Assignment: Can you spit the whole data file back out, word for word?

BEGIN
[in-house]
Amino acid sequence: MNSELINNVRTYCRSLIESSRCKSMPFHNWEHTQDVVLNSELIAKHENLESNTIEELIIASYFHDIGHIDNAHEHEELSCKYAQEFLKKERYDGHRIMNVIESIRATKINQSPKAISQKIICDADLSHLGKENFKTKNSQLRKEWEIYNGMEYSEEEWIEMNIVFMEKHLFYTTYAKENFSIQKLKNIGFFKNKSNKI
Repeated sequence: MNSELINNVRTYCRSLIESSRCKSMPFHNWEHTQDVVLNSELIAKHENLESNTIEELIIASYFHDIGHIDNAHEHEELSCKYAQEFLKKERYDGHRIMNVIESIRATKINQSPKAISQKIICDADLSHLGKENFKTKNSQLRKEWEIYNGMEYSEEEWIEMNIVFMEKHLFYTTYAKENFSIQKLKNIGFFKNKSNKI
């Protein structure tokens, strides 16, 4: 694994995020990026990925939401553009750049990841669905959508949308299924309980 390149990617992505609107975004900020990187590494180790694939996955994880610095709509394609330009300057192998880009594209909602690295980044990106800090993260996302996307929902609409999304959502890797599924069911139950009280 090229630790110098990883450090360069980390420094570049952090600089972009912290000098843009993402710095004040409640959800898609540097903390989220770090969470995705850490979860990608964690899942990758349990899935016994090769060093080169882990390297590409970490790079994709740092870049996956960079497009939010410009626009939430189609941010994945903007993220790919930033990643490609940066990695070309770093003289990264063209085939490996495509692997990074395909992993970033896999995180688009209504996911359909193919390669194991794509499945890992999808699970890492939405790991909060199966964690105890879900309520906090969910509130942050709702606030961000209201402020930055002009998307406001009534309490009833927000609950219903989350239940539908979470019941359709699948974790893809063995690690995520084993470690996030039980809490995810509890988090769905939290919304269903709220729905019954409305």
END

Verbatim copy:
[in-house]
Amino acid sequence: MNSELINNVRTYCRSLIESSRCKSMPFHNWEHTQDVVLNSELIAKHENLESNTIEELIIASYFHDIGHIDNAHEHEELSCKYAQEFLKKERYDGHRIMNVIESIRATKINQSPKAISQKIICDADLSHLGKENFKTKNSQLRKEWEIYNGMEYSEEEWIEMNIVFMEKHLFYTTYAKENFSIQKLKNIGFFKNKSNKI
Repeated sequence: MNSELINNVRTYCRSLIESSRCKSMPFHNWEHTQDVVLNSELIAKHENLESNTIEELIIASYFHDIGHIDNAHEHEELSCKYAQEFLKKERYDGHRIMNVIESIRATKINQSPKAISQKIICDADLSHLGKENFKTKNSQLRKEWEIYNGMEYSEEEWIEMNIVFMEKHLFYTTYAKENFSIQKLKNIGFFKNKSNKI
């Protein structure tokens, strides 16, 4: 694994995020990026990925939401553009750049990841669905959508949308299924309980 390149990617992505609107975004900020990187590494180790694939996955994880610095709509394609330009300057192998880009594209909602690295980044990106800090993260996302996307929902609409999304959502890797599924069911139950009280 090229630790110098990883450090360069980390420094570049952090600089972009912290000098843009993402710095004040409640959800898609540097903390989220770090969470995705850490979860990608964690899942990758349990899935016994090769060093080169882990390297590409970490790079994709740092870049996956960079497009939010410009626009939430189609941010994945903007993220790919930033990643490609940066990695070309770093003289990264063209085939490996495509692997990074395909992993970033896999995180688009209504996911359909193919390669194991794509499945890992999808699970890492939405790991909060199966964690105890879900309520906090969910509130942050709702606030961000209201402020930055002009998307406001009534309490009833927000609950219903989350239940539908979470019941359709699948974790893809063995690690995520084993470690996030039980809490995810509890988090769905939290919304269903709220729905019954409305």